GAP Titan Vertical
During my research on the MFJ-1798 and other vertical multi-band antennas. I found the GAP Titan. For the most part, it was recommended by most owners. I happened to see a used one for sale at a reasonable price so I figured I'd see what the excitement was all about. After a lengthily battle with the seller who intended to shaft me by not sending the antenna, I finally "convinced" him to send it. I cleaned it up and installed it only to find it didn't work. After several calls to GAP (great support) and two replacement orders later, I finally got it working. Seems it was either over powered or maybe even hit by lightening. Now I know why the seller didn't want to send it. What a guy. These pictures detail the story. These pictures were taken near the end of September 2004.

Tuning cap with a hole burned in it

The first thing I found was the capacitor located at the top of the antenna has been damaged. The Titan is good for 100khz of bandwidth on 80m and this cap set the portion of the band that the antenna is resonant on. Customer specifies when ordering the Titan.

Tuning cap taped and sealed

New GAP top Cap installed with electrical tape then double dipped with Plastic Coat. This will help waterproof the connectors.

Looking up at Titan

Looking up at the completed and working GAP Titan. Maypole 75m wire being pulled away from counterpoise...things are kind of tight for space around here. You can see additional dacron rope guys at mid point of antenna. This is highly recommended.

Top section

Upper GAP section showing rod/GAP positional relationships. Top is at the right.

The following pictures are for help with assembly. The Titan manual is a bit lacking when it comes to detailed information on exactly where to place some of the parts. I talked with tech support and asked for the preferred locations. After assembly, I took these photos to document the locations and had tech support view and verify that everything was correct. My hope is that this might help those that are having the same questions I had.

Top section

Additional view of upper GAP section.


Upper GAP section

Additional upper GAP section as viewed from the other side. Top is now to the left.


Upper GAP section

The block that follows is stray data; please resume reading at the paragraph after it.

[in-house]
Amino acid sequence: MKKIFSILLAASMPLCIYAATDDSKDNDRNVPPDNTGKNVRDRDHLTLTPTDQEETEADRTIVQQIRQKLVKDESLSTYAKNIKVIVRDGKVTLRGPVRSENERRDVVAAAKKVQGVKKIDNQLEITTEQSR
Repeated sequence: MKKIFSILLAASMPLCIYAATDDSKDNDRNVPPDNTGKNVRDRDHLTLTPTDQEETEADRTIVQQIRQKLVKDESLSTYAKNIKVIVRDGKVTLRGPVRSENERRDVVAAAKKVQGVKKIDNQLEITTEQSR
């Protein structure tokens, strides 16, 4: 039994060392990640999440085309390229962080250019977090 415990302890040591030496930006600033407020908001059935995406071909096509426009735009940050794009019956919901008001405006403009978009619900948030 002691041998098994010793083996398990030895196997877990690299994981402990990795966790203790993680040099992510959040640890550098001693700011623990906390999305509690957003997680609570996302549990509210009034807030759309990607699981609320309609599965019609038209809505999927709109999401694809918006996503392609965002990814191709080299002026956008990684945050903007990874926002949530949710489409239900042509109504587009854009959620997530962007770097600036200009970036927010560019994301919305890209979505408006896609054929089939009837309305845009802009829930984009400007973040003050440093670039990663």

Additional shot of upper GAP section.


Lower stand-offs and screw placement

Lower "X" section and bottom rods. Notice that all the black wire jumper screws are in alignment (are in the same verticle plane as viewed above) which is really the same horizontal plane when antenna is standing vertically.


Lower section

Additional view of the lower "X" section.


Lower section

Additional view from the other side.


Lower stand-offs

Close-up view of the lower "X" stand-offs and rods.


Mast mounting details

Counterpoise bracket installation location. Mast plate moved all the way up to the joint below the two screws. This is the best location for maximum strength.


Counterpoise assembly viewed from top

Looking up at the counterpoise bracket and mast clamps. Note: The PVC tubing is something I fabricated as my used Titan was missing the 3 insulating collars. I later purchased the correct replacement collars from GAP.


Counterpoise assembly from bottom

Bottom view of the counterpoise bracket assembly. Tower laying on ground is still waiting for the permit.


Looking up at the Titan

Looking up at the Titan. Need to finalize coax installation


Bottom half of Titan

A view of the Titan mounted to the mast and counterpoise along with lower "X" stand-offs.GAP recommends the coax should exit the antenna at a 30 degree angle. You should also have 12 feet or more of coax lying on the ground on the way to your shack.


Top half of Titan

Upper "X" stand-offs of the Titan.


Conclusion: After replacing the tuning cap module, missing hardware, and assembling it correctly, it still didn't work. Turns out the internal coax assembly was fried. My guess is the the original owner never had it working correctly and like I stated earlier, either burned it up or it was hit my a lightening strike. Fortunately, this has been my only bad experience buying used equipment from a Ham. I am impressed with the quality and beefy hardware as compared to the MFJ-1798. I didn't get to compare the two against each other but I did favor the Titan for these and other reasons. It does work fairly well and makes a great back-up antenna too so I'm keeping it. Plus in my opinion, it looks really cool!